Shackleton explorer in unmarked grave

The wreck of the ship Endurance was discovered this week one hundred and seven years after it sank in 1915. This was Sir Ernest Shackleton’s ship from his failed attempt to be the first to cross the South Pole from coast to coast. The ship was found in over three thousand metres of water in outstanding condition thanks to the water being too cold for wood-eating organisms. The incredibly clear photos of the wreck have been dominating world news for days.

But there was another ship in Shackleton’s expedition that’s been forgotten. The ship was called the Aurora and she became trapped in the centre of a huge ice field and was adrift for ten months, continually lashed by blizzards and lost her masts. All this was experienced by a man from Ipswich, Queensland, who is a forgotten a member of Shackleton’s expedition. I told a version of this story live on West Bremer Radio.

Sir Ernest Shackleton

His name is Charles Adrian Donnelly. He was a twenty-one year old railway engineer, and had never been to sea when he was a last-minute addition as second engineer in 1914.

Donnelly’s ship the Aurora sailed from Hobart in Tasmania. Its role was to resupply Shackleton on the Australian side of the Antarctic as he completed his trek from the South American side.

After sailing two thousand miles, the Aurora arrived in McMurdo Sound where the crew landed supplies with the help of a tractor and about sixty sled dogs. Disaster soon struck when the tractor fell through the ice and most of the dogs died.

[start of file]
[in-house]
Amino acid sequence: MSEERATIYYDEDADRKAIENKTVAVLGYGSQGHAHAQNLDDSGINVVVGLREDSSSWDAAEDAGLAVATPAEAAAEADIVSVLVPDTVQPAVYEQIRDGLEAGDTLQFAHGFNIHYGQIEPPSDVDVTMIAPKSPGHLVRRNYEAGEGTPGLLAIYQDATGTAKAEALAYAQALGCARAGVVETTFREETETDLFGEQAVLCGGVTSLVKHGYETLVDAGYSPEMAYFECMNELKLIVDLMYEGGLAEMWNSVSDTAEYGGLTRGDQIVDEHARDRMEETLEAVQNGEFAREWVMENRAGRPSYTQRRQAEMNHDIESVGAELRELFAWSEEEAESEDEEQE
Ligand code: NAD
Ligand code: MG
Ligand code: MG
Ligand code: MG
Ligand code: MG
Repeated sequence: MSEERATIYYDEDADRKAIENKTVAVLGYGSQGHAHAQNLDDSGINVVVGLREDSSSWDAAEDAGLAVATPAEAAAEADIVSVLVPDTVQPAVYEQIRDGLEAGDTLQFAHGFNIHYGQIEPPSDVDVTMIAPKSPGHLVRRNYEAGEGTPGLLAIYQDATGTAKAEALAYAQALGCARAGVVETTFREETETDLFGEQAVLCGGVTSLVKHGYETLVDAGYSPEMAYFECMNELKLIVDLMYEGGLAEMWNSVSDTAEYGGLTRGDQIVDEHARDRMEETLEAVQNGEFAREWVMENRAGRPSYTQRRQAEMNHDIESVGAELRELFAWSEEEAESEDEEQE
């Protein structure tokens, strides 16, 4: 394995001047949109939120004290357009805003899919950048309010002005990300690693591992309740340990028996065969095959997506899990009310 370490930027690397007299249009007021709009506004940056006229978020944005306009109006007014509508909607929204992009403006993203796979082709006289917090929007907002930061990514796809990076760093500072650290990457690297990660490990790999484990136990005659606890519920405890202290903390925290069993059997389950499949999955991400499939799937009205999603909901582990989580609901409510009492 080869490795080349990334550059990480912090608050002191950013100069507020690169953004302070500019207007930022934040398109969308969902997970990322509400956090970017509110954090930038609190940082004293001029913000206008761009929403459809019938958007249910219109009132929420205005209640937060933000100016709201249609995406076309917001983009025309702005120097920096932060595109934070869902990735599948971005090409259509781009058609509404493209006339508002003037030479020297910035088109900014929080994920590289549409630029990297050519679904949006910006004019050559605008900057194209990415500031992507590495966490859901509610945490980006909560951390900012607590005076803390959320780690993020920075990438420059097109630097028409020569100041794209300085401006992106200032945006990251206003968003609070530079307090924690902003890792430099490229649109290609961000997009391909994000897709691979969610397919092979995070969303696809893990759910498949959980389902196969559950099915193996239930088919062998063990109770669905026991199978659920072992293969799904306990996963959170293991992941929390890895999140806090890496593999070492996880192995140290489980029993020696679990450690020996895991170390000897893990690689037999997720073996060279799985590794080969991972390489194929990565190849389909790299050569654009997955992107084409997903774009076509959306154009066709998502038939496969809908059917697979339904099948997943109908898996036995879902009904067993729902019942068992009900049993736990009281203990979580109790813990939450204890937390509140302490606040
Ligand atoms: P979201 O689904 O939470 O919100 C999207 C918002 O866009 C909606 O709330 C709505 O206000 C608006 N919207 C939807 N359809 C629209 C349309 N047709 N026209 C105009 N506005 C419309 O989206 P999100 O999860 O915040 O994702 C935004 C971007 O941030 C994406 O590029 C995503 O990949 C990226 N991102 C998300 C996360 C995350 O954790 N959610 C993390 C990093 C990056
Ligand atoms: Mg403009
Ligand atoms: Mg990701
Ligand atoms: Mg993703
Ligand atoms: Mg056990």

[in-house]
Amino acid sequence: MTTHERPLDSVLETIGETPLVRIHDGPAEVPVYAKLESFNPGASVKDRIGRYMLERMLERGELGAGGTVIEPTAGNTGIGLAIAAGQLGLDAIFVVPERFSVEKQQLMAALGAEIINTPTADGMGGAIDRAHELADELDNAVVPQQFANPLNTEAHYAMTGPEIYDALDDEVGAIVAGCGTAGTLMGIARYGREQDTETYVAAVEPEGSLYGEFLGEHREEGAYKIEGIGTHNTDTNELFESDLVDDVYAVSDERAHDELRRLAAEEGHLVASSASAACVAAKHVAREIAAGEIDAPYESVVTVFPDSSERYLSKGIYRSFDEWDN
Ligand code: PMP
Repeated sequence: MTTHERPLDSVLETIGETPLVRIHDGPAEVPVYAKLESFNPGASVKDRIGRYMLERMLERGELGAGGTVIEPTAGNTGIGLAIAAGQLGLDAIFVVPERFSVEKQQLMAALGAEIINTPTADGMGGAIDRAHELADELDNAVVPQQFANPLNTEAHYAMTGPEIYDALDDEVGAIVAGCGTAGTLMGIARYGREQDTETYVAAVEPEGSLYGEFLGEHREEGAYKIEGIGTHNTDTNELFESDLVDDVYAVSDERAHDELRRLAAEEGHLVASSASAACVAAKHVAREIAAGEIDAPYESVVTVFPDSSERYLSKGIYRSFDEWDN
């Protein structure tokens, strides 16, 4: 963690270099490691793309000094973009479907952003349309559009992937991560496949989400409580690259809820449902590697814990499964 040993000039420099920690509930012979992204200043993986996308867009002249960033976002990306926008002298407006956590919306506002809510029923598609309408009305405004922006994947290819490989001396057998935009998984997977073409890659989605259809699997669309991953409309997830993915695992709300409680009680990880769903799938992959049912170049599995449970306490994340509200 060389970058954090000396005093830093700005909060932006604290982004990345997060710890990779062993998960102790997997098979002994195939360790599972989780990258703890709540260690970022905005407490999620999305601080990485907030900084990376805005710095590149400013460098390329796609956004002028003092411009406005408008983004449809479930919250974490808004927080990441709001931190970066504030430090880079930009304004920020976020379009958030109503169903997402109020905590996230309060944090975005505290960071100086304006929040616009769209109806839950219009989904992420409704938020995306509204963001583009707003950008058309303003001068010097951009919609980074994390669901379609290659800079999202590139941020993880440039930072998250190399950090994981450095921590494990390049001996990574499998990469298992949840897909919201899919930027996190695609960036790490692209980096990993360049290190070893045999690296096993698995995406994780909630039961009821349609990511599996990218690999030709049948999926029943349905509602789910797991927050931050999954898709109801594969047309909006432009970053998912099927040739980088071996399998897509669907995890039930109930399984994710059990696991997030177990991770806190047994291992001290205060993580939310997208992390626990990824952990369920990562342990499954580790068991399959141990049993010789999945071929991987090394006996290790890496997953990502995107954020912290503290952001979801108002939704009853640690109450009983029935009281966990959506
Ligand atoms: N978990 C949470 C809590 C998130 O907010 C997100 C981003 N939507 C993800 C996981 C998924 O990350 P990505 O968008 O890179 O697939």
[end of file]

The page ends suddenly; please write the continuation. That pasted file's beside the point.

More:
It got worse for Donnelly when the Aurora went adrift and he was one of those on board. It was an ordeal that lasted three hundred and twelve days. For all that time, Donnelly and seventeen others were out of sight of land, blizzard after blizzard swept across the ice, tore mercilessly at the ship, and sent her masts crashing over the side. They ran out of food after about sixty days, and so Donnelly had to survive by eating seals and penguins. He rather liked it and said later, “Seal tastes like meat with a fish sauce.”


The expedition ended in failure but was Shackleton’s greatest exploit. That’s because he saved the lives all of the crew of the Endurance by remarkably sailing a lifeboat across eight hundred miles of rough open ocean to South Georgia Island in the southern Atlantic Ocean. Donnelly’s ship the Aurora made it back to New Zealand and then Australia with the loss of three lives. Those three men are often forgotten in the story of Shackleton.

The Aurora was last seen in 1917 when she departed Newcastle in New South Wales. She disappeared with the loss of all hands after she was either being hit by a storm, or sunk by a mine laid off the coast by a German merchant raider in the First World War.

King George V awarded Donnelly a silver Polar Medal with clasp inscribed “Antarctic 1914-1916”.

He got married in Shanghai China and became the licensee of the Metropole Hotel in Ipswich.

Metropole Hotel

Donnelly had other pubs including the former Railway Hotel at Cambooya near Toowoomba. There was also the Pialba Hotel in Hervey Bay where ironically the first thing he did was install a refrigeration plant.

Charles Donnelly passed away in 1959 aged sixty-six. Sadly he’s buried in an unmarked grave at Brisbane’s Toowong Cemetery. This isn’t the auspicious end for which you’d hope for a member of Shackleton’s most famous expedition.

He is just metres away from the former Australian prime minister Frank Forde, so he’s still among notable company at least.


Photo credits:
Stern of the wreck of Endurance – Falklands Maritime Heritage Trust / National Geographic
Ernest Shackleton before 1909 – G.C. Beresford, National Library of Norway
Aurora anchored to floe-ice – Frank Hurley, State Library of New South Wales
Metropole Hotel, Ipswich, 2014 – my own

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